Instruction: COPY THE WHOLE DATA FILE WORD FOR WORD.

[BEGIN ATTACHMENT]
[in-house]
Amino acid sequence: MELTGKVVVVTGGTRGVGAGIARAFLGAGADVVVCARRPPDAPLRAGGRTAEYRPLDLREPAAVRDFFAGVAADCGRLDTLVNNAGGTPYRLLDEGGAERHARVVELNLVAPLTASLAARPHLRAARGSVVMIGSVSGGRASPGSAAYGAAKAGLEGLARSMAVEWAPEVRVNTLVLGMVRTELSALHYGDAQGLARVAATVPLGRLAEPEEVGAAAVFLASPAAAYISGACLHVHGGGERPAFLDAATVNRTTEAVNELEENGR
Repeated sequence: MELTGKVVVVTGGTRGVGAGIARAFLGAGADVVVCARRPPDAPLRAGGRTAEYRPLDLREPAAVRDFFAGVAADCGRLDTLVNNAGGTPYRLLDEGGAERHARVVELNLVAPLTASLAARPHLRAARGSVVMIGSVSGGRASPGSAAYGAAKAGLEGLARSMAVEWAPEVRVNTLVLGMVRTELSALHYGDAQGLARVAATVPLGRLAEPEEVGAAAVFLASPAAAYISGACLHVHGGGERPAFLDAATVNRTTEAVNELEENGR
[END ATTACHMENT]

[in-house]
Amino acid sequence: MELTGKVVVVTGGTRGVGAGIARAFLGAGADVVVCARRPPDAPLRAGGRTAEYRPLDLREPAAVRDFFAGVAADCGRLDTLVNNAGGTPYRLLDEGGAERHARVVELNLVAPLTASLAARPHLRAARGSVVMIGSVSGGRASPGSAAYGAAKAGLEGLARSMAVEWAPEVRVNTLVLGMVRTELSALHYGDAQGLARVAATVPLGRLAEPEEVGAAAVFLASPAAAYISGACLHVHGGGERPAFLDAATVNRTTEAVNELEENGR
Repeated sequence: MELTGKVVVVTGGTRGVGAGIARAFLGAGADVVVCARRPPDAPLRAGGRTAEYRPLDLREPAAVRDFFAGVAADCGRLDTLVNNAGGTPYRLLDEGGAERHARVVELNLVAPLTASLAARPHLRAARGSVVMIGSVSGGRASPGSAAYGAAKAGLEGLARSMAVEWAPEVRVNTLVLGMVRTELSALHYGDAQGLARVAATVPLGRLAEPEEVGAAAVFLASPAAAYISGACLHVHGGGERPAFLDAATVNRTTEAVNELEENGR